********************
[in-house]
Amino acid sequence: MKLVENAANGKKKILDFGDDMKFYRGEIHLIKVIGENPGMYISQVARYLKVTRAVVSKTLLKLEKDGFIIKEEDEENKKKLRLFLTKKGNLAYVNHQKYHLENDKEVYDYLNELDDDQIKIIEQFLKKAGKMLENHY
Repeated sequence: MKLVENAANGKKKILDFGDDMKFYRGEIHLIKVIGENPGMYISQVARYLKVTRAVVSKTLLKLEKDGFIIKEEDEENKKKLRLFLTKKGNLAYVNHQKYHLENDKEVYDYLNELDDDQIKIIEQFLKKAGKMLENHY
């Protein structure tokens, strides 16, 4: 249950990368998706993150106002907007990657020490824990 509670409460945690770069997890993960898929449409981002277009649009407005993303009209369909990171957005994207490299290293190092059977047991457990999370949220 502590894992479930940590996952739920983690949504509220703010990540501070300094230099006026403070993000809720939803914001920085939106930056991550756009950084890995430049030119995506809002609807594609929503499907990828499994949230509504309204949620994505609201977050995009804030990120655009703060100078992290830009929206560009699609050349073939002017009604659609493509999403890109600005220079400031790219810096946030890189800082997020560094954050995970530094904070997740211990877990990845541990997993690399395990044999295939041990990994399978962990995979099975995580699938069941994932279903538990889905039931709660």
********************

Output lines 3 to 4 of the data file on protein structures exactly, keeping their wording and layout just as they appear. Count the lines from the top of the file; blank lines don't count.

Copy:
Repeated sequence: MKLVENAANGKKKILDFGDDMKFYRGEIHLIKVIGENPGMYISQVARYLKVTRAVVSKTLLKLEKDGFIIKEEDEENKKKLRLFLTKKGNLAYVNHQKYHLENDKEVYDYLNELDDDQIKIIEQFLKKAGKMLENHY
């Protein structure tokens, strides 16, 4: 249950990368998706993150106002907007990657020490824990 509670409460945690770069997890993960898929449409981002277009649009407005993303009209369909990171957005994207490299290293190092059977047991457990999370949220 502590894992479930940590996952739920983690949504509220703010990540501070300094230099006026403070993000809720939803914001920085939106930056991550756009950084890995430049030119995506809002609807594609929503499907990828499994949230509504309204949620994505609201977050995009804030990120655009703060100078992290830009929206560009699609050349073939002017009604659609493509999403890109600005220079400031790219810096946030890189800082997020560094954050995970530094904070997740211990877990990845541990997993690399395990044999295939041990990994399978962990995979099975995580699938069941994932279903538990889905039931709660």